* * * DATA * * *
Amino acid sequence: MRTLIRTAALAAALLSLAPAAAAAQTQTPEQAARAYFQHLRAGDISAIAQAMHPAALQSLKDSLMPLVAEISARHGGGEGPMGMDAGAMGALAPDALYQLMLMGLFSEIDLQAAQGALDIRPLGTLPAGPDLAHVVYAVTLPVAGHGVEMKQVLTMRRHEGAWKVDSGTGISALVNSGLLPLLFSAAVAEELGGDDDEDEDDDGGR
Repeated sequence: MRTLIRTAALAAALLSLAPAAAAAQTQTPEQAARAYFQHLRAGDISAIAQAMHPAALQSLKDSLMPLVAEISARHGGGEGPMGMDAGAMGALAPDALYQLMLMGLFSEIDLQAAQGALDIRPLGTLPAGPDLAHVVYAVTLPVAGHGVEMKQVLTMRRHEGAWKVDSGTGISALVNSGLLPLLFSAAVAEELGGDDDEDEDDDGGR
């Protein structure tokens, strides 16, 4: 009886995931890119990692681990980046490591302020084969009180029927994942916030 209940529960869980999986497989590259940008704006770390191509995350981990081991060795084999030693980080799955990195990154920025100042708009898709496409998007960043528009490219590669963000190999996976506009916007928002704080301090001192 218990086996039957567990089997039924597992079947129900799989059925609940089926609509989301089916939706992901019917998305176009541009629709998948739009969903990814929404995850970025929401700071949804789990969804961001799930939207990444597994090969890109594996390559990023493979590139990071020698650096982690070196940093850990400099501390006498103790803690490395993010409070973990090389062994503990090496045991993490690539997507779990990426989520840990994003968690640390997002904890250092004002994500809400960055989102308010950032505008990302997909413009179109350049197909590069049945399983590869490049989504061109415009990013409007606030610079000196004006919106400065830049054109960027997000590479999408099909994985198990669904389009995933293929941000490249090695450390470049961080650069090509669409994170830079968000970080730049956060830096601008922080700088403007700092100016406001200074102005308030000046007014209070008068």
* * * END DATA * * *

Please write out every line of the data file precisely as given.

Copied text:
Amino acid sequence: MRTLIRTAALAAALLSLAPAAAAAQTQTPEQAARAYFQHLRAGDISAIAQAMHPAALQSLKDSLMPLVAEISARHGGGEGPMGMDAGAMGALAPDALYQLMLMGLFSEIDLQAAQGALDIRPLGTLPAGPDLAHVVYAVTLPVAGHGVEMKQVLTMRRHEGAWKVDSGTGISALVNSGLLPLLFSAAVAEELGGDDDEDEDDDGGR
Repeated sequence: MRTLIRTAALAAALLSLAPAAAAAQTQTPEQAARAYFQHLRAGDISAIAQAMHPAALQSLKDSLMPLVAEISARHGGGEGPMGMDAGAMGALAPDALYQLMLMGLFSEIDLQAAQGALDIRPLGTLPAGPDLAHVVYAVTLPVAGHGVEMKQVLTMRRHEGAWKVDSGTGISALVNSGLLPLLFSAAVAEELGGDDDEDEDDDGGR
């Protein structure tokens, strides 16, 4: 009886995931890119990692681990980046490591302020084969009180029927994942916030 209940529960869980999986497989590259940008704006770390191509995350981990081991060795084999030693980080799955990195990154920025100042708009898709496409998007960043528009490219590669963000190999996976506009916007928002704080301090001192 218990086996039957567990089997039924597992079947129900799989059925609940089926609509989301089916939706992901019917998305176009541009629709998948739009969903990814929404995850970025929401700071949804789990969804961001799930939207990444597994090969890109594996390559990023493979590139990071020698650096982690070196940093850990400099501390006498103790803690490395993010409070973990090389062994503990090496045991993490690539997507779990990426989520840990994003968690640390997002904890250092004002994500809400960055989102308010950032505008990302997909413009179109350049197909590069049945399983590869490049989504061109415009990013409007606030610079000196004006919106400065830049054109960027997000590479999408099909994985198990669904389009995933293929941000490249090695450390470049961080650069090509669409994170830079968000970080730049956060830096601008922080700088403007700092100016406001200074102005308030000046007014209070008068």